The 2,298-kilometer-long (1,428-mile-long) line between the Chinese capital and the country's major commercial center in the south, formerly called Canton, spans more than half of the country and cements the country's high-speed railway development ambitions, China's official Xinhua News Agency reported.
The rail route has four main sections, running between Beijing and the central transport hub Zhengzhou in Henan province, and then to Wuhan in central China, and on to Guangzhou.
The Xinhua report was accompanied by spectacular color photographs of the gleaming, luxury trains running on the line. Guangzhou is the capital of Guangdong province and is just north of Hong Kong.
The news agency said two trains departed from stations in Beijing and Guangzhou in the morning, traveling at average speeds of 186 mph, to mark the opening of the line, which will have 35 stops in major cities and eventually will operate 155 trains daily.
"The opening of the Beijing-Guangzhou high-speed line shows that China's high-speed railway network has started to take shape," said Zhou Li, director general of science and technology at the Ministry of Railways.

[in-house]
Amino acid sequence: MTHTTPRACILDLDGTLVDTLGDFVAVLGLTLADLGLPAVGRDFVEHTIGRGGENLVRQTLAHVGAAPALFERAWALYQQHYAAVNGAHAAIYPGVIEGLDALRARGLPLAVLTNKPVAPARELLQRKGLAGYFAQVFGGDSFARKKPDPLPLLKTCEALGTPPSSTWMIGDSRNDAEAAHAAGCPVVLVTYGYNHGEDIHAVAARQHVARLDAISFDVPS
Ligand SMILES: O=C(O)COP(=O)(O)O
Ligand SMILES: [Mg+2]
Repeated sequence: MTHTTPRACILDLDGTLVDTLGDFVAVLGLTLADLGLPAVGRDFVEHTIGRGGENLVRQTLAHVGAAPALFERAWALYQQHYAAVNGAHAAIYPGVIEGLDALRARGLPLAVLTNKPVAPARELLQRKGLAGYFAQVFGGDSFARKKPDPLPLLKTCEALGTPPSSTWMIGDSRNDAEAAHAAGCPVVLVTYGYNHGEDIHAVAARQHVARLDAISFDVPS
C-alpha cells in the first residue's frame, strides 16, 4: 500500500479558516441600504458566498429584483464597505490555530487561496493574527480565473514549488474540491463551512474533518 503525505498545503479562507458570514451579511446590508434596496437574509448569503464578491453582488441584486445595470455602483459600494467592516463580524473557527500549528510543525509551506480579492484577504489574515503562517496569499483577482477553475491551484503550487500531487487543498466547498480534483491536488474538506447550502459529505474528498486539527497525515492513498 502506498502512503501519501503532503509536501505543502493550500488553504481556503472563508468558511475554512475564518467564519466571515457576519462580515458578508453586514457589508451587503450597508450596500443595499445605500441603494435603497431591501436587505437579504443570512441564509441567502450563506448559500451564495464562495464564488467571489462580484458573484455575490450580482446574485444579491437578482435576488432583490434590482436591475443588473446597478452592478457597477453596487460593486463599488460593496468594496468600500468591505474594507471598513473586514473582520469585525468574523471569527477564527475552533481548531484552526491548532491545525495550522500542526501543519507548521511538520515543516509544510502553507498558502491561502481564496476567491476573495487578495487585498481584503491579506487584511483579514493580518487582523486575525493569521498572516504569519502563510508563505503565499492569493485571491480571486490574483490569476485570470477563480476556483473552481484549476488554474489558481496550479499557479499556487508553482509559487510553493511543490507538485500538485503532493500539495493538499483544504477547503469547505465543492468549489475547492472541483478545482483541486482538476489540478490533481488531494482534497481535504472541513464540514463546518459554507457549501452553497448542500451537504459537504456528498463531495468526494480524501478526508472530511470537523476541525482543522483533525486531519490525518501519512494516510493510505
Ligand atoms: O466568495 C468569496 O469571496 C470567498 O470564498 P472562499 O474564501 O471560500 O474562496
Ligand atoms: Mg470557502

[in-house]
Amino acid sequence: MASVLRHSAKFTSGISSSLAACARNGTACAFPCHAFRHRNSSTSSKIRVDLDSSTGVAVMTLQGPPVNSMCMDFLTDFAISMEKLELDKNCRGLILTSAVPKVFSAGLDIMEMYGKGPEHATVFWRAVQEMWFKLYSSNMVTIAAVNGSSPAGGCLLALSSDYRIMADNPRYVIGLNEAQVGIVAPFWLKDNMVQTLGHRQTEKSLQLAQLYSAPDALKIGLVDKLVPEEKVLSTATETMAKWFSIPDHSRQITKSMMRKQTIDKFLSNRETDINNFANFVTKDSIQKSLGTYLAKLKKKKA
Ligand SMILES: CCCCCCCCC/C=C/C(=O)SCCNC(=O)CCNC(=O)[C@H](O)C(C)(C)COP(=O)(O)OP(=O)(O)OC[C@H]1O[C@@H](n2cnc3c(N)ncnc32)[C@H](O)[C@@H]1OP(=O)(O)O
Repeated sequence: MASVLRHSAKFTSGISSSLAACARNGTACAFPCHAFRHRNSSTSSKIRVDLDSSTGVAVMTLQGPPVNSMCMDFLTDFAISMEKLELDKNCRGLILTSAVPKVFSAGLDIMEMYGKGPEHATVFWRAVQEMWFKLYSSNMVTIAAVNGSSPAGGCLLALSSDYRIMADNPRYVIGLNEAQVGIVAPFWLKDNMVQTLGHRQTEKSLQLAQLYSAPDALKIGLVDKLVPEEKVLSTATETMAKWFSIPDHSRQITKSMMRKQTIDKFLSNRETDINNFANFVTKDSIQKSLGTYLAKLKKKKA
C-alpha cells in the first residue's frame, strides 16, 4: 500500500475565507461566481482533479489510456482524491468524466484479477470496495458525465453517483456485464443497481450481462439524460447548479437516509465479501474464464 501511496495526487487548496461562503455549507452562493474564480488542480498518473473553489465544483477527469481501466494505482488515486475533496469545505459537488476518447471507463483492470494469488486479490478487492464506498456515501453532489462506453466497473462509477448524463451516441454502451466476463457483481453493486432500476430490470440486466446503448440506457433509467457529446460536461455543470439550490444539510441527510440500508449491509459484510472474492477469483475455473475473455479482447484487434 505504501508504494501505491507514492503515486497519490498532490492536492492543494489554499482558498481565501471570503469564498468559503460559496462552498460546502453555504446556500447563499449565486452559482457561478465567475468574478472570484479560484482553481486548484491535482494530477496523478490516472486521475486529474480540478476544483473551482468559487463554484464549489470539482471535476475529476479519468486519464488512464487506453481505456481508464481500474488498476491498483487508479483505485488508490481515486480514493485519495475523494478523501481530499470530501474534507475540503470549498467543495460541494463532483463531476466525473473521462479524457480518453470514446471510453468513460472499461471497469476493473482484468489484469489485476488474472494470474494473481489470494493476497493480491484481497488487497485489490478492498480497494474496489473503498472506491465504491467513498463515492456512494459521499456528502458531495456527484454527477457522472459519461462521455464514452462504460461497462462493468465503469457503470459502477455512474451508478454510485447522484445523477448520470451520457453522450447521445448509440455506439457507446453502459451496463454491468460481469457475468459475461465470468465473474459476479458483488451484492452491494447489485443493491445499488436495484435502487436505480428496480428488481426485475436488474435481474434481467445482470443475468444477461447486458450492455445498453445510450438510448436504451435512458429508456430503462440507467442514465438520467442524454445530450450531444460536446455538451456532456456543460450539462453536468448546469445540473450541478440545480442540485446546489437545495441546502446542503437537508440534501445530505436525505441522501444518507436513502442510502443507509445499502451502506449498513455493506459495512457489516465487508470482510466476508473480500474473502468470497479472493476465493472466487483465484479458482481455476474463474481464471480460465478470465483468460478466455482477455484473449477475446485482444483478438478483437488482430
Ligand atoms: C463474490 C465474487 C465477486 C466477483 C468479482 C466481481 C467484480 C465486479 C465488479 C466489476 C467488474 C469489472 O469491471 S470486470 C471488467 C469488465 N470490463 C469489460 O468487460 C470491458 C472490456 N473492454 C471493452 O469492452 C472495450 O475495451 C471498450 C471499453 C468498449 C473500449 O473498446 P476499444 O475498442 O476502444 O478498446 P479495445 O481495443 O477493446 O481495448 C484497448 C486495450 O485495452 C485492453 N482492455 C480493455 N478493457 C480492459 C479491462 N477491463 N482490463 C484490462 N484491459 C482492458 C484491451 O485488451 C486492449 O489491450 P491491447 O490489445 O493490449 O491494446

Xinhua said with the opening of the new line, China will have more than 9,300 kilometer (5,778 miles) of high-speed rails in operation. The target is to have four east-west lines and four north-south lines with total operating lines of more than 120,000 kilometers (74,565 miles) by 2020, Xinhua said.
Another major north-south route connecting Beijing and Shanghai opened in June 2011.
The high-speed rail effort sustained a huge setback in July 2011 when an accident killed 40 people, raising doubts about its safety and exorbitant cost, and resulting in the program's slowdown. The program has since picked up following a comprehensive safety review. Train speeds, however, have been reduced from 350 kilometers per hour (217.5 mph) to 300 kilometers.
Officials said many suspended projects have resumed construction. The Ministry of Railways has been allotted $96 billion for next year's rail infrastructure.
"High-speed rail construction needs government funding. The loans the ministry borrowed have accumulated to nearly 4 trillion yuan [$641.63 billion] so far, and each year the ministry needs to pay 80 billion yuan [$12.83 billion] in interest," one official said.